‘The Tobacconist’: Film Review

‘The Tobacconist’: Film Review

A cigar is never just a cigar where Sigmund Freud is concerned. The father of psychoanalysis serves as a supporting character in “The Tobacconist” — and none other than the great Bruno Ganz embodies the iconic smoker, making this one of the German actor’s last (and least bombastic) performances.

Ganz, whom many will recognize from his role as Adolf Hitler in “Downfall,” now plays one of the Führer’s many victims, a Jewish-born atheist forced to flee his comfortable Viennese home during the Anschluss of 1938, when Germany annexed Austria and occupied its capital, meeting with enthusiastic support from National Socialists and anti-Semites who agreed with his policies. This was an undeniably shameful time in Austria’s history, seen through the eyes of a naive young gentile who’s more concerned with falling in love and losing his virginity than with the rise of fascism, at least in TV director Nikolaus Leytner’s somewhat treacly telling.

Based on Robert Seethaler’s best-selling novel, “The Tobacconist” makes for the sort of satisfying middlebrow art house-friendly movie that, in a time before COVID-19, would have done well with elderly, educated patrons drawn to stories of World War II and the Holocaust. Whether those same audiences are able to find “The Tobacconist” on streaming is another question — though it’s worth the effort, as this German-language melodrama amounts to a relatively accessible if grossly oversimplified portrayal of a horrific period, brightened by the chemistry between Ganz and lead actor Simon Morzé.

It doesn’t take a professional shrink to recognize what the film is doing by introducing Morzé, who plays a country boy named Franz, sitting nude — or nearly — at the bottom of Attersee moments before lightning strikes the lake’s surface. Handsome in a Hitler Youth sort of way, Morzé isn’t shy about showing skin, and the film lures in viewers with this strapping lad’s sentimental education in order to deliver its critique of far uglier human behavior.

Following a family tragedy, Franz’s mother sends him to Vienna to work for an old lover, tolerance-minded tobacconist Otto Trsnjek (Johannes Krisch, who’s since appeared in the “Freud” TV series). But in his dreams, Franz frequently returns to Lake Atter, where chintzy visual effects serve to represent this otherwise uncomplicated young man’s subconscious anxieties. By day, he’s prone to fantasies, too, in which he acts out, only to have the film abruptly rewind and find him frozen passively in place (a cutesy device that quickly wears out its welcome).

What could possibly trouble a teen with Franz’s good looks? Turns out, he has questions of women on the mind, and the adult magazines Otto keeps under the counter only intensify his curiosity. When it comes to love, Franz fears he knows nothing of the subject, to which Freud — a frequent customer at the shop — retorts, “You don’t need to understand water to jump in it.” This is late-career Freud, who would flee to London and die a year later. For such a complex figure, Ganz depicts him as a benevolent but slightly pervy old codger, quick to dispense fortune-cookie relationship advice to a boy who, in return, volunteers updates on his libidinous pursuits.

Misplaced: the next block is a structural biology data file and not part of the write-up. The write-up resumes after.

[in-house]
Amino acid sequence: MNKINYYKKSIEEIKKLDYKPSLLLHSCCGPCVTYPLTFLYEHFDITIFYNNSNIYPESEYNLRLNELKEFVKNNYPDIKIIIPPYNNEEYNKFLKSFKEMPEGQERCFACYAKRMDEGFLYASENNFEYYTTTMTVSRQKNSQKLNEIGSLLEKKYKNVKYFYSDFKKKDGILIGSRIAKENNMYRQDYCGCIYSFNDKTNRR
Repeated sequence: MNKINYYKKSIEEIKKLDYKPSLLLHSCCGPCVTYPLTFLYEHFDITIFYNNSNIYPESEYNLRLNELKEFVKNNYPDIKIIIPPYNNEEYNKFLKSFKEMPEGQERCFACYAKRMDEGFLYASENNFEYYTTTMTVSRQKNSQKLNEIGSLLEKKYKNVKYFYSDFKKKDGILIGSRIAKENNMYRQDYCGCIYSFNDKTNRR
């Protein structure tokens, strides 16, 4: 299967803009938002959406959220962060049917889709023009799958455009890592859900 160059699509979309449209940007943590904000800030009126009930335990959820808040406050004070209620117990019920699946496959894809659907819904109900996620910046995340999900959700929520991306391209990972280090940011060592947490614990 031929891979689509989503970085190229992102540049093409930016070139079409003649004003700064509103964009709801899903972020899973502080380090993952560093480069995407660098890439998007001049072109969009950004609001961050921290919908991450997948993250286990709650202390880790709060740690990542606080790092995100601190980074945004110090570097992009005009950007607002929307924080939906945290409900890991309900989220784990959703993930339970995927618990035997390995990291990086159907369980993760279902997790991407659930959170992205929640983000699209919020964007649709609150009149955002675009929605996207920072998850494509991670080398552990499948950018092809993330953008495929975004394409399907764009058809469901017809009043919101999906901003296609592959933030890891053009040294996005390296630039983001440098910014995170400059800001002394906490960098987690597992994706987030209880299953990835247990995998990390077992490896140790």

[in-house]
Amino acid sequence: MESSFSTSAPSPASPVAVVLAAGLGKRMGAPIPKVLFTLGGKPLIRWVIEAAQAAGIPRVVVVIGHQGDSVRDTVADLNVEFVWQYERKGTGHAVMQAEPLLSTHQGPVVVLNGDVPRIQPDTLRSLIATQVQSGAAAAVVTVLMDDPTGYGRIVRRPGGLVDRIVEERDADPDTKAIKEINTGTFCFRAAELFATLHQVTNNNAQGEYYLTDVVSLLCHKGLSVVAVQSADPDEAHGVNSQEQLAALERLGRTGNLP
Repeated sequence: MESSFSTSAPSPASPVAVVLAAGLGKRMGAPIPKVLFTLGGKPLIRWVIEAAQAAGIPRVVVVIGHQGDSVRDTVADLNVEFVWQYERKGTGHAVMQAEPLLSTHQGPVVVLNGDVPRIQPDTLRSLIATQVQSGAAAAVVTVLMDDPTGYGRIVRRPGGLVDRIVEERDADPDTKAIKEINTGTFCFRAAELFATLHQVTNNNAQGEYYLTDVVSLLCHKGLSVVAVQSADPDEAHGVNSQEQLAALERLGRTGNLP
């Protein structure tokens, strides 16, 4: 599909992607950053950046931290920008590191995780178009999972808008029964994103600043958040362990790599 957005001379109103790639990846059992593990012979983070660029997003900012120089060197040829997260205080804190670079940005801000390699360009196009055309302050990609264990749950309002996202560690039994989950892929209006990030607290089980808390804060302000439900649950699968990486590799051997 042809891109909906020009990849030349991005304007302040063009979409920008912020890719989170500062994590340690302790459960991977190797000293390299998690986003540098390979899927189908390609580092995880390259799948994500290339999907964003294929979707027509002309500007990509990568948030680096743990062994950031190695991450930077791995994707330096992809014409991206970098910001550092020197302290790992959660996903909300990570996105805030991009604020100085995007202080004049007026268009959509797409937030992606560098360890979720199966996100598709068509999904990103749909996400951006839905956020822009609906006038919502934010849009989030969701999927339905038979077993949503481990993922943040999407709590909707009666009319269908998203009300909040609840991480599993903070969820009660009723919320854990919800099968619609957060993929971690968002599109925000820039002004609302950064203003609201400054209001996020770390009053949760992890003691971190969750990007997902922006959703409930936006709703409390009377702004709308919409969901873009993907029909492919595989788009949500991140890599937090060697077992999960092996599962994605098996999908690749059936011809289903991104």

At a local street fair, Franz falls for Anezka (Emma Drogunova), a gap-toothed Bohemian girl who speaks broken German but seems to know a thing or two more than he does about what men want from women. She kisses him on the cheek and disappears with her friends, leaving Franz despondent — while giving Freud a more interesting case to focus on than the spoiled housewives who pay him to complain on his couch.

While Franz is thus distracted with finding Anezka again, things start to change around Vienna — although the movie, with its very limited locations, seems somewhat challenged to convey the scale of the city’s transformation under German occupation. Scenes tend to take place in one of three or four courtyards, if not off camera altogether, giving the movie an almost theatrical feel. And yet, certain period details — including a shooting game in which contestants shoot Black faces for fun and a cabaret act involving an S&M Hitler — suggest the movie’s view of history isn’t quite as vanilla as it looks.

In the end, what makes “The Tobacconist” effective despite its limitations is the way it focuses on the experience of a “typical” Austrian — that is, a citizen without political convictions. Franz isn’t a hero, not by conventional terms, but an earnest stand-in for all those caught up in a society that preys on hate and division. Rather than standing idly by, he slowly comes to recognize that he must find a way to protest in his own way — a situation that has become relevant once again, both in Austria and the United States, as current events reveal disturbing echoes of the nationalism and bigotry “The Tobacconist” depicts.

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